Once again it is the season for commencement speeches. A special haze seems to fill the air, and certain ideas are found to be free-floating everywhere, like particularly fuzzy species of pollen.
The commencement speech, let us concede, is not one of your extra-rigorous intellectual exercises. Its function is as prescribed as the locker-room pep talk, from which it does not substantially differ. ''Go get 'em, gang'' is the basic message.
The early returns on commencement '82 are in, and they follow form. The graduates at Mount Holyoke heard the classic commencement line: This is a time of ''uncertainty and opportunity,'' and ''one cannot exist without the other.'' In the same mood, the departing seniors at Middlebury were advised to ''take chances'' by Felix Rohatyn, a New York investment banker.
Graduating classes are always being invited to rejoice in their ''uncertainty'' and ''take chances'' by those who no longer need to do either.
At Vassar, Archibald Cox freely predicted that 1983 was going to be ''a critical year,'' though he was sure the class of '82 could handle it.
The confidence expressed in the Younger Generation on commencement day meaures 11 on a scale of 10.
Veteran commencement-day watchers--for whom special medals for valor should be struck--maintain that the art form has not changed since the first class left Plato's academy, though occasionally an orator will try for originality. This year's banality fighter is the Irish poet Seamus Heaney, who delivered the commencement address at Fordham in verse (''similar to the form used by Robert Burns''). Mr. Heaney explained: ''I didn't think I could say what I had to say in prose. . . . In verse you can be formal and say serious things with a lighter touch.''
The rhymed address began: ''Inspire me, then, didactic muse,/ Beyond cliches and pompous views.''
A poignant photograph of Mr. Heaney in the New York Times showed him as he ''spoke with Phyllis Zagano, an assistant communications professor, through a window that wouldn't open.'' We prefer not to read the scene as symbolic, believing that Mr. Heaney got through to Assistant Professor Zagano, and everybody else, with his argument that ''what will survive of us is love.''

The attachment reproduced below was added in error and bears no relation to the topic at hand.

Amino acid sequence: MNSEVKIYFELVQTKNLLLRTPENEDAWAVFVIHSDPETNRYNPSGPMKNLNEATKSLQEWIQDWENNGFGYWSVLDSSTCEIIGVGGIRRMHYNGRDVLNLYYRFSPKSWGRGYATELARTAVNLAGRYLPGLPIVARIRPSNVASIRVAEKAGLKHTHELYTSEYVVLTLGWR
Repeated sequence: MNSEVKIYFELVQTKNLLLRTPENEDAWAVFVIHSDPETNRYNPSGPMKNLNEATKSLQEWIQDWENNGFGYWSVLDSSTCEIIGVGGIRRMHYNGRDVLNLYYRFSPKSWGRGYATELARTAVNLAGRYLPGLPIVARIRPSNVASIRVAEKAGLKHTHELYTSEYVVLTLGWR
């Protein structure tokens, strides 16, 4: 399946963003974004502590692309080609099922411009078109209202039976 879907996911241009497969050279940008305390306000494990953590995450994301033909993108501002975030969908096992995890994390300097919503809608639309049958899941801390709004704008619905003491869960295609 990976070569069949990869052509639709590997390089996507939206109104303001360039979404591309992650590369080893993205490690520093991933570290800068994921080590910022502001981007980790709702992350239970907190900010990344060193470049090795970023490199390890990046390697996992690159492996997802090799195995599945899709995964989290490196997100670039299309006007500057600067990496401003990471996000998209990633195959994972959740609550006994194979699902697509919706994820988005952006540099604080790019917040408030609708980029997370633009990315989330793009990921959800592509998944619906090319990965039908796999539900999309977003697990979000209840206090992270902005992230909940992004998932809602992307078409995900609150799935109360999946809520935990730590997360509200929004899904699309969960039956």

If Mr. Heaney is the speaker of the year, Jessie Ryan is surely the graduate of the year. At the age of 98, she received her high school diploma in Madison Heights, Mich. ''What's more, I plan to keep on studying,'' Mrs. Ryan took the occasion to announce. Her favorite subject, naturally, is history.
The commencement day no-show of the year is Brazilian Archbishop Helder Camara. Unlike Benny Goodman and James Earl Jones, he could not make it to receive his honorary degree from Yale on a day when the sky came down in buckets , soaking all the poor little whiffenpoofs. This marked the first time in 23 years it rained on a Yale commencement parade. Pressing business was the Archbishop's excuse. But how did he know? Those Brazilian weather forecasters!
Commencement speakers are partial to figures of speech. Our nomination for the metaphor of '82 goes to George Plimpton. Speaking at Stonehill, Mr. Plimpton compared graduation to a huge pigeon coop that suddenly opens up, releasing hordes of young pigeons across the land. Like video space invaders maybe, George?
Perhaps the secret fear that one of these young pigeons might take over one's own roost is what makes so many commencement speakers around so uneasy. A recent New Yorker cartoon shows an orator winding down thus: ''One final note, then, as we wish you all Godspeed. Those of us now inside academia most heartily encourage those of you outside academia to stay outside academia.''
In fact, '82 shapes up as a better-than-average year for commencement speeches. An admirable concern for peace keeps getting voiced. As for those standard fuzzy-pollen ideas, the students are ready to forgive almost anything. It all translates into the happy sound of a slightly rusty campus gate swinging open. Nothing sounds too bad to the other half of the audience either--those folks standing around with dazed smiles (and broken safety nets) known as parents.